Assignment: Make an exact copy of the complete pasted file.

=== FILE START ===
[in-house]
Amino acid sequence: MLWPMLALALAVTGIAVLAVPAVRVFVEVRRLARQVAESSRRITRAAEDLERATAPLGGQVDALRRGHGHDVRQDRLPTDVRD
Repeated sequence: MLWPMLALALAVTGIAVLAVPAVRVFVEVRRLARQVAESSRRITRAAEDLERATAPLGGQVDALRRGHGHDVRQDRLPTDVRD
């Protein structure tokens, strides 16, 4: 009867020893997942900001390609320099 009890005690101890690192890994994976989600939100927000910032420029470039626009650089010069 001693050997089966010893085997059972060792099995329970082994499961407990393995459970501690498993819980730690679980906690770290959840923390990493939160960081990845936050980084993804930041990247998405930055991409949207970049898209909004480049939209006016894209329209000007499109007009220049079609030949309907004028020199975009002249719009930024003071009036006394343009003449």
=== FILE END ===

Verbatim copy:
[in-house]
Amino acid sequence: MLWPMLALALAVTGIAVLAVPAVRVFVEVRRLARQVAESSRRITRAAEDLERATAPLGGQVDALRRGHGHDVRQDRLPTDVRD
Repeated sequence: MLWPMLALALAVTGIAVLAVPAVRVFVEVRRLARQVAESSRRITRAAEDLERATAPLGGQVDALRRGHGHDVRQDRLPTDVRD
């Protein structure tokens, strides 16, 4: 009867020893997942900001390609320099 009890005690101890690192890994994976989600939100927000910032420029470039626009650089010069 001693050997089966010893085997059972060792099995329970082994499961407990393995459970501690498993819980730690679980906690770290959840923390990493939160960081990845936050980084993804930041990247998405930055991409949207970049898209909004480049939209006016894209329209000007499109007009220049079609030949309907004028020199975009002249719009930024003071009036006394343009003449």